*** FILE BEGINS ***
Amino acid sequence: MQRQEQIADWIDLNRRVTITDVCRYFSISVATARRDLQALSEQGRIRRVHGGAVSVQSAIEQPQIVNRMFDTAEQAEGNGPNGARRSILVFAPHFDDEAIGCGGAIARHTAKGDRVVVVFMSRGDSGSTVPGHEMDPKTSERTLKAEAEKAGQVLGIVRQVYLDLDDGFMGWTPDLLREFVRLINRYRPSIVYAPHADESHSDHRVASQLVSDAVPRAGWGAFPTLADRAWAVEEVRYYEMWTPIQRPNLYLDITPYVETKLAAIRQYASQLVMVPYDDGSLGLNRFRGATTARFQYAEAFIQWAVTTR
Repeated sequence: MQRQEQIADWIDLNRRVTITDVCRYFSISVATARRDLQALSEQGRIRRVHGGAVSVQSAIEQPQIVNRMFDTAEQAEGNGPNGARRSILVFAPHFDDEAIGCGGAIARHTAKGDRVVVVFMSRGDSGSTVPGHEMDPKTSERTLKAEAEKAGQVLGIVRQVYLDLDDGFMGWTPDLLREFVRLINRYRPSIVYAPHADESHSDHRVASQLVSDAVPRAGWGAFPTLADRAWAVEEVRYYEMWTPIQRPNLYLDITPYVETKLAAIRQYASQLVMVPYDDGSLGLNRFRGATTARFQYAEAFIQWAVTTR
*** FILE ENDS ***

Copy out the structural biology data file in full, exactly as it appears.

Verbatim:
Amino acid sequence: MQRQEQIADWIDLNRRVTITDVCRYFSISVATARRDLQALSEQGRIRRVHGGAVSVQSAIEQPQIVNRMFDTAEQAEGNGPNGARRSILVFAPHFDDEAIGCGGAIARHTAKGDRVVVVFMSRGDSGSTVPGHEMDPKTSERTLKAEAEKAGQVLGIVRQVYLDLDDGFMGWTPDLLREFVRLINRYRPSIVYAPHADESHSDHRVASQLVSDAVPRAGWGAFPTLADRAWAVEEVRYYEMWTPIQRPNLYLDITPYVETKLAAIRQYASQLVMVPYDDGSLGLNRFRGATTARFQYAEAFIQWAVTTR
Repeated sequence: MQRQEQIADWIDLNRRVTITDVCRYFSISVATARRDLQALSEQGRIRRVHGGAVSVQSAIEQPQIVNRMFDTAEQAEGNGPNGARRSILVFAPHFDDEAIGCGGAIARHTAKGDRVVVVFMSRGDSGSTVPGHEMDPKTSERTLKAEAEKAGQVLGIVRQVYLDLDDGFMGWTPDLLREFVRLINRYRPSIVYAPHADESHSDHRVASQLVSDAVPRAGWGAFPTLADRAWAVEEVRYYEMWTPIQRPNLYLDITPYVETKLAAIRQYASQLVMVPYDDGSLGLNRFRGATTARFQYAEAFIQWAVTTR